Are you not worried that this is one of those instances where a leader does the right thing, but it all goes wrong because the short term politics work faster than the long term change? Hope not cos I agree it is good for all politics if he does well

  • Joe Brown

    AC has been Fisked by DC

  • Charlie Reynolds

    I wish we had some good news in Britain too.

    3 Labour ministers caught offering to alter government policy and legislation for money (only recently 3 Labour MPs in court over their expenses).

    This is the area in which Labour seem to have succeeded best in the last 13 years – corruption and sleaze. Something you can mention when you talk about your record.

    You mentioned recently that there are only 2 things people remember about John Major. I think you will find there are quite a few more these days. I find a lot of people commenting he was the last real human being to be Prime Minister. Also that he handed over a golden economic legacy. He could have bought votes like Gordy is trying to, but he actually cared about his country above his party. I would bring him back in an instant if I could. Give him a decent majority (without right wing nutcase MPs) and let’s see some real social justice.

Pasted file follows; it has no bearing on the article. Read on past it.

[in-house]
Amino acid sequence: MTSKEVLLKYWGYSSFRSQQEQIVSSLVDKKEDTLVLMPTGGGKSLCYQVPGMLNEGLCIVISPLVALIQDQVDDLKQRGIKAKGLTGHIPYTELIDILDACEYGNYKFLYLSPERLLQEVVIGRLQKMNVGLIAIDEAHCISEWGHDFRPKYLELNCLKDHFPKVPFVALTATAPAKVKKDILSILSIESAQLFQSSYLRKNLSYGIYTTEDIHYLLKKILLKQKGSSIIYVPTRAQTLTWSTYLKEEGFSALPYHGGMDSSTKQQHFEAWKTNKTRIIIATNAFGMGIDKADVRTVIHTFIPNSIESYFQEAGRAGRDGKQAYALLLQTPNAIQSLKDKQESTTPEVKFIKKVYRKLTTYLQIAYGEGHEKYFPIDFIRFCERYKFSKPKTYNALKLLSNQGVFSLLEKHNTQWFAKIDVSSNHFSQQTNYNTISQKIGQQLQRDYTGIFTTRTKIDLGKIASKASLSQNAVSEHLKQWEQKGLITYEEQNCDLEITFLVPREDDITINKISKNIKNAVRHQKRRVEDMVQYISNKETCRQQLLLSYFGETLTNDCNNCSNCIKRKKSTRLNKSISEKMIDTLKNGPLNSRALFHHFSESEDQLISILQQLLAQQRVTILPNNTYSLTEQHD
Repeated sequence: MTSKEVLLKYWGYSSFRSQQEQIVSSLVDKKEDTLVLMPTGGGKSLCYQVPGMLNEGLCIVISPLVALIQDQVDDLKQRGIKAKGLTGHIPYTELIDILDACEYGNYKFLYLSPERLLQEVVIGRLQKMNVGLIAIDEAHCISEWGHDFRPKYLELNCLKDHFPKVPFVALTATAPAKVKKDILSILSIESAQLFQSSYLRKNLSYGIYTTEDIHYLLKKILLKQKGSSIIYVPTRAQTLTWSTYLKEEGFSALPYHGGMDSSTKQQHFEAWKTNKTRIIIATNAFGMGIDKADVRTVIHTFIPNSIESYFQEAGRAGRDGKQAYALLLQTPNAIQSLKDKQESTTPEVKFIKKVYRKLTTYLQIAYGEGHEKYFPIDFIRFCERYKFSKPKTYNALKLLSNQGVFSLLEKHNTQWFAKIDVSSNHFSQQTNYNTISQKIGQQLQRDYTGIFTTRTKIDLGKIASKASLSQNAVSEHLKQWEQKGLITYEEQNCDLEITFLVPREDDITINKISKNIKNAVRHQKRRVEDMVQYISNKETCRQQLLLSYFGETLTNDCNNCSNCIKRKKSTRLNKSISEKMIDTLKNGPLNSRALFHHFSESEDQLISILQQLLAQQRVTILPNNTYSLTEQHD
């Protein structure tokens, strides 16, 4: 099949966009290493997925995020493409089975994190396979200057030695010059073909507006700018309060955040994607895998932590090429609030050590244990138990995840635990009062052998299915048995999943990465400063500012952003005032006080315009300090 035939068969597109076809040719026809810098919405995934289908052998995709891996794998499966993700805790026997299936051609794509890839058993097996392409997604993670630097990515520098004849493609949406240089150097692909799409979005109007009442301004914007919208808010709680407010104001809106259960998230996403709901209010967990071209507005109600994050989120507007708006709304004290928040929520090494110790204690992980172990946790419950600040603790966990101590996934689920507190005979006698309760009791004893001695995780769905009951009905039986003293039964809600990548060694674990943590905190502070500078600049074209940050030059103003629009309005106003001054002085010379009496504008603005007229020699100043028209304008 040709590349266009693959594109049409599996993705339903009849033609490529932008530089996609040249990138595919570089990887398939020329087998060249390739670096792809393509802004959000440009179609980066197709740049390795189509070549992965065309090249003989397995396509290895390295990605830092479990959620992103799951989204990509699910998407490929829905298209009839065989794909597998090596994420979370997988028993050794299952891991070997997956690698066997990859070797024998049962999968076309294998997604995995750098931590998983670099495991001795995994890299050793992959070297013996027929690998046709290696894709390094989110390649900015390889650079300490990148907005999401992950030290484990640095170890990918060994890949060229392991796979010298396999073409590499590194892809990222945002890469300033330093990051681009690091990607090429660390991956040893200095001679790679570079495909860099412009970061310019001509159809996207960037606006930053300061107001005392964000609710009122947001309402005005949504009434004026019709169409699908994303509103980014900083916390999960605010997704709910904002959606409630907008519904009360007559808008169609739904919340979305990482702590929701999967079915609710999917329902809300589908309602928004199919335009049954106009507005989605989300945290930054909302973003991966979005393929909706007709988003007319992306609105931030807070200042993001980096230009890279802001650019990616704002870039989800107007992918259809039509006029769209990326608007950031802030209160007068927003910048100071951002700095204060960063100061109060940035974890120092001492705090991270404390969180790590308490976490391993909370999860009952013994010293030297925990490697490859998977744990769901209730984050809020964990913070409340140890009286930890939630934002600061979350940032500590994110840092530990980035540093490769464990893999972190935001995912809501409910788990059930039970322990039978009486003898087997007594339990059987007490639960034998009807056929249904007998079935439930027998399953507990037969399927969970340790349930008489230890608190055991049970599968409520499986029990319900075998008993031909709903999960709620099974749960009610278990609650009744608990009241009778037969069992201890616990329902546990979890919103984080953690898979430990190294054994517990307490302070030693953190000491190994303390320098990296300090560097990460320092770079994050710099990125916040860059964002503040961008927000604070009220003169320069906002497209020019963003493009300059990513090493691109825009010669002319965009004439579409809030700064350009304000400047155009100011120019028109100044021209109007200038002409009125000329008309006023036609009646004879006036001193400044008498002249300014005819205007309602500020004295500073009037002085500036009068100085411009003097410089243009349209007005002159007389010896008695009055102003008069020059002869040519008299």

You rely for your strategy on everyone giving up on all politicians. I am not ready to yet. I will still draw a clear distinction between the corrupt useless ones and the rest.

    Any news on Labour’s cuts to pay off Labour’s debt?

  • Alan Quinn

    I agree, Obama has done remarkably well. Let’s see if he can now take on the gun lunatics of the NRA!!

    Re Byers, Hoon and Hewitt, it comes as no surprise that two of these slimeballs organised the coup against GB that went nowhere. As a member I find their actions despicable.

  • Robert Jackson

    President Obama’s to do list won’t include stirring up the fruitcakes in the gun lobby.

    The American economy and Israel/Palestine are far more important.